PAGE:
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Thread: US healthcare expenditure to hit 20% of GDP

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    Senior Member RandBlade's Avatar
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    Default US healthcare expenditure to hit 20% of GDP

    Interesting. More than any other economy but with worse results. It always amuses me that tax expenditure is more on the US model than it is on the UK one even before you consider insurance, private, copayments etc

    Does the US model have anything going for it? Can or will anything ever be done?

    https://seekingalpha.com/news/337601...=1#/email_link
    Quote Originally Posted by Ominous Gamer View Post
    Being upset is understandable, but be upset at yourself for poor planning, not at the world by acting like a spoiled bitch during an interview.

  2. #2
    SEÑOR Member Aimless's Avatar
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    Stay tuned for dubious arguments about how this is only due to the rest of the world leeching off of the US's ingenuity and generosity by not paying the "true" cost of drugs.
    “Humanity's greatest advances are not in its discoveries, but in how those discoveries are applied to reduce inequity.”
    — Bill Gates

  3. #3
    Well, the Koch Brothers recently funded a study that backfired so spectacularly that it accidentally showed medicare for all would save the US trillions.
    https://www.mercatus.org/system/file...paper-v1_1.pdf

    So maybe there is hope still?
    "In a field where an overlooked bug could cost millions, you want people who will speak their minds, even if they’re sometimes obnoxious about it."

  4. #4
    ======== Timbuk2's Avatar
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    yes but much better to spend trillions extra than have teh socialisum
    Quote Originally Posted by Steely Glint View Post
    It's actually the original French billion, which is bi-million, which is a million to the power of 2. We adopted the word, and then they changed it, presumably as revenge for Crecy and Agincourt, and then the treasonous Americans adopted the new French usage and spread it all over the world. And now we have to use it.

    And that's Why I'm Voting Leave.

  5. #5
    Senior Member RandBlade's Avatar
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    Spending trillions extra in tax dollars as they do at the moment isn't socialism because ... ???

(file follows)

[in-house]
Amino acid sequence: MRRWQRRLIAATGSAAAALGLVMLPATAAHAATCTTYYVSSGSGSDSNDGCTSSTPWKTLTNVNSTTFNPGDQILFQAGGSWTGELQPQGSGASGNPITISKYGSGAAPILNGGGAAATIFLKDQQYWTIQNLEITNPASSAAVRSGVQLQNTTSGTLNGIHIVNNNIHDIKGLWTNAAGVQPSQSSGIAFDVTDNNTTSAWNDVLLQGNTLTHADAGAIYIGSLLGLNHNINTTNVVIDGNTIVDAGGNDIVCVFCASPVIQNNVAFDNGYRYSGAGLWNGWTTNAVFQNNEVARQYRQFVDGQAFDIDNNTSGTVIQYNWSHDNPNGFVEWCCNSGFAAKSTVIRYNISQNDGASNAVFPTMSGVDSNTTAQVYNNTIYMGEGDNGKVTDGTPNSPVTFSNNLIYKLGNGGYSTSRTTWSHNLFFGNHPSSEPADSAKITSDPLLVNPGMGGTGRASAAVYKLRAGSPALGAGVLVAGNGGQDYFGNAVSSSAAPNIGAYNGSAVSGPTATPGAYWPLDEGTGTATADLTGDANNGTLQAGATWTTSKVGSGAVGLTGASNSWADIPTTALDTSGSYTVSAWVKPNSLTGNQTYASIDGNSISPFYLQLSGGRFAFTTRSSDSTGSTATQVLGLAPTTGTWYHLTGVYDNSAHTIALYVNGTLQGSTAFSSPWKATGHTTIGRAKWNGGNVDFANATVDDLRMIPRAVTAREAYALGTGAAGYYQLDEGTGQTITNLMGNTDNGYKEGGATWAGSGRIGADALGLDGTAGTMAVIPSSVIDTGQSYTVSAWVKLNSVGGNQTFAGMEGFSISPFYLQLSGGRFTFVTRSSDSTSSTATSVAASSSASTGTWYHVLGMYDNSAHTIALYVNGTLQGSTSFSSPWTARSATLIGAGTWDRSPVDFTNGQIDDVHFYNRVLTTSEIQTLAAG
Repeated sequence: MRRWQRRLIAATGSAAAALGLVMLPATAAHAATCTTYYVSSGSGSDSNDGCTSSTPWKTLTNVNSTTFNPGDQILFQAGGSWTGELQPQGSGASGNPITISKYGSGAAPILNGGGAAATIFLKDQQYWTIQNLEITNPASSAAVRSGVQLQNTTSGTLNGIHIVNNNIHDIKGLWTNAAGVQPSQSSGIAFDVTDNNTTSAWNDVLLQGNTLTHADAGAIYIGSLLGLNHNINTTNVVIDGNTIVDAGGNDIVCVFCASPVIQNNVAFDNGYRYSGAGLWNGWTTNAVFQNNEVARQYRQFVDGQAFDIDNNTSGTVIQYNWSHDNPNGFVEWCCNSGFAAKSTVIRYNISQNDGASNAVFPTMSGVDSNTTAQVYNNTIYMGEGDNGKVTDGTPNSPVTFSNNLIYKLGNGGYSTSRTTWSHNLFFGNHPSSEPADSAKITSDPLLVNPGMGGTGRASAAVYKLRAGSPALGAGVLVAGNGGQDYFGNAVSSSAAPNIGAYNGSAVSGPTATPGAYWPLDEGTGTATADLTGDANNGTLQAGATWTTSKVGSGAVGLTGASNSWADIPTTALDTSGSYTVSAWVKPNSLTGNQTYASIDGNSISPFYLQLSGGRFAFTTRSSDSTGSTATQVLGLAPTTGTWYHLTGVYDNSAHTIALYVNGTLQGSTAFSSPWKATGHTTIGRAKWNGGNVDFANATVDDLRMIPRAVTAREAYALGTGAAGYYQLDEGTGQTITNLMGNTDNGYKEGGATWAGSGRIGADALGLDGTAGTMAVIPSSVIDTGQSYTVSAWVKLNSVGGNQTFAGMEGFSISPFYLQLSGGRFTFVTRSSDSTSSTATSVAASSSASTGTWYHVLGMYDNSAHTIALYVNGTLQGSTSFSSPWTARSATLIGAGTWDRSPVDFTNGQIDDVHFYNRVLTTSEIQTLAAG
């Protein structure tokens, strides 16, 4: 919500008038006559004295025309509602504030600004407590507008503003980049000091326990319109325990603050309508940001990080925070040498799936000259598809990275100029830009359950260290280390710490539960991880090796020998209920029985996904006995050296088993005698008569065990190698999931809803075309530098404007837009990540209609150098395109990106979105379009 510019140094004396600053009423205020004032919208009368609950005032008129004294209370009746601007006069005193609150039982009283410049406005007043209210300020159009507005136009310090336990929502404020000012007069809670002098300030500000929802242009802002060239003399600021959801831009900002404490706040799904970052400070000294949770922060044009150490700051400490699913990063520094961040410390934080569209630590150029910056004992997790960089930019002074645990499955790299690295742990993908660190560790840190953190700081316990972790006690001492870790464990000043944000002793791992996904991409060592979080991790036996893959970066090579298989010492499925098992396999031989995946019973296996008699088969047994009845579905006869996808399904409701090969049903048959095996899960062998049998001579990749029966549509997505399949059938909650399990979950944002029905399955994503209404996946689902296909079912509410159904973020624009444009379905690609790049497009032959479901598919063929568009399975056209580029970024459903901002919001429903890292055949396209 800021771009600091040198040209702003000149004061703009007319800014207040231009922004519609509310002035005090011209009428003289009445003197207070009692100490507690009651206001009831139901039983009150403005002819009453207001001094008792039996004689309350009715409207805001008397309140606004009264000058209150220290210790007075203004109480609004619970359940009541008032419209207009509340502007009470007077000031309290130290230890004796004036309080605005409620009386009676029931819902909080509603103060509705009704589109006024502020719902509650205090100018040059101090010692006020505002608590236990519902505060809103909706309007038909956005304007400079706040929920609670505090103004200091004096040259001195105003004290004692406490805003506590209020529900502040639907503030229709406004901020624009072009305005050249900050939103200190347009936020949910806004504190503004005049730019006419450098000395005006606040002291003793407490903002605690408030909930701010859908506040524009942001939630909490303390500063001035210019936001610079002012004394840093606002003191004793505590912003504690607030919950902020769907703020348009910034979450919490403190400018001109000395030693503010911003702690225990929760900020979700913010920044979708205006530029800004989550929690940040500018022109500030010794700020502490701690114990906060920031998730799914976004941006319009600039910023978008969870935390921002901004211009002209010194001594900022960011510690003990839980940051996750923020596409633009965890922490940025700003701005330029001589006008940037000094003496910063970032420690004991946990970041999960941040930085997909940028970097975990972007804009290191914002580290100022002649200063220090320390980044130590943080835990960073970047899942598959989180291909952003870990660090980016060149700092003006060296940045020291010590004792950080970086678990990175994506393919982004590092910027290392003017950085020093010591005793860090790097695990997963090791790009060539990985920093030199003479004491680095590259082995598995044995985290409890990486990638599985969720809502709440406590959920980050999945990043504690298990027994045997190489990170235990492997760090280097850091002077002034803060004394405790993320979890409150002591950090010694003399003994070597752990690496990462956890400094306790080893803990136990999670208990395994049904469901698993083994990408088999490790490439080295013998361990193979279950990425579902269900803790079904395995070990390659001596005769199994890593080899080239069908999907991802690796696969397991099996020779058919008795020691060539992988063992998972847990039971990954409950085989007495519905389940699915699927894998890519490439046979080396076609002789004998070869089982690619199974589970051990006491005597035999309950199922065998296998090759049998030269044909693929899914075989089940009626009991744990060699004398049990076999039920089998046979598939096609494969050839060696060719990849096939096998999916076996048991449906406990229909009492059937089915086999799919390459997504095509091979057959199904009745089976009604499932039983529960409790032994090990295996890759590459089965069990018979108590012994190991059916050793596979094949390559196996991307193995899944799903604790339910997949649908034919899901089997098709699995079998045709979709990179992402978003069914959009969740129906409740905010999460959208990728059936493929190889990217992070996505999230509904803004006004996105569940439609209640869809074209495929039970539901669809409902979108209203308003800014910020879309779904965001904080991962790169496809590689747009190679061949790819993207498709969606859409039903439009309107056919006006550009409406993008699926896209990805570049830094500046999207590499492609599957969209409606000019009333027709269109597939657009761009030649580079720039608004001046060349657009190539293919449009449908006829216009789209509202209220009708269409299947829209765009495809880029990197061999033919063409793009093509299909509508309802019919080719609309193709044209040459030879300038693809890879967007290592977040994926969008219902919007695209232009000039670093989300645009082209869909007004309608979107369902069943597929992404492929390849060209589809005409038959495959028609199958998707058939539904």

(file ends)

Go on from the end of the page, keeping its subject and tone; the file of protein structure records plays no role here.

Quote Originally Posted by Ominous Gamer View Post
    Being upset is understandable, but be upset at yourself for poor planning, not at the world by acting like a spoiled bitch during an interview.

  6. #6
    SEÑOR Member Aimless's Avatar
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    In all honesty, there is one major advantage (depending on your perspective) to the US system, and that is that it arguably generates more profits for those who develop and sell drugs and medical equipment. This provides a strong incentive to research and develop new and better tools for identifying, treating and monitoring illnesses, which arguably increases overall welfare. It's possible that the profits are higher than what is strictly necessary to generate the optimum or maximum amount of R&D, but it's also possible that the converse is true. It's possible that the costs also have negative consequences elsewhere that reduce overall welfare. Regardless, incentivizing research and development is the one unique reasonably objective advantage of the US system. In a similar vein, many laymen who are quite taken with the notion of American exceptionalism believe the high profits are also responsible for generating the highest number of the most exceptional scientists and clinicians.

    A questionable advantage relatively unique to the US system is that it is emotionally (and, from some perspectives, morally) satisfying. In an idealized view of the US system, you have maximum liberty, you get to make decisions about your health together with your physician without any interference, you don't have to take responsibility for anyone's healthcare but your own or burden anyone else, and other people's poor choices have no impact on your life. Many also believe the US system reduces moral hazard. These beliefs about the US healthcare system are at the very least questionable (see across-the-board overuse for example, contradicting misconceptions about moral hazard, or practical restraints on liberty), but if you believe the system confers these philosophical and emotional advantages, the high cost might be worth paying.

    A debatable advantage to the US healthcare system is that, compared to some implementations of universal healthcare in other western countries, the US system may be better at providing elective treatments intended to address issues that have a high long-term impact on quality of life without being fatal or causing extreme disability. Some examples are conditions that cause chronic pain, such as joint problems, where surgical intervention in some countries with universal healthcare might be delayed by months compared to what you see in the US. Is this truly a major advantage? I believe reality in the US is more complex and less cheerful than many would like to believe, when you factor in obstacles to access (such as lack of coverage, lack of money etc). I also believe there is an over-emphasis in the US on invasive quick-fix treatments of questionable utility compared to best medical treatment and lifestyle interventions. Regardless, if you have the money and the coverage, and are suffering from joint problems that may be alleviated by surgery, it's possible you'd prefer to just do that instead of trying out a months-long regimen of exercise and weight-loss or go back in time to change your lifestyle and profession before the problem arises. If you have less money, you can always travel to a European country and have the procedure done at a private clinic, with the same downsides as doing the procedure out-of-state. Similarly, many in the US appreciate the idea that they can easily access a specialist clinic, instead of having to first go through the equivalent of a GP. Frankly, I don't regard this as an advantage, as I recognize how much can be satisfactorily accomplished at the primary care level at a much, much lower cost--and with much less hassle for everyone involved.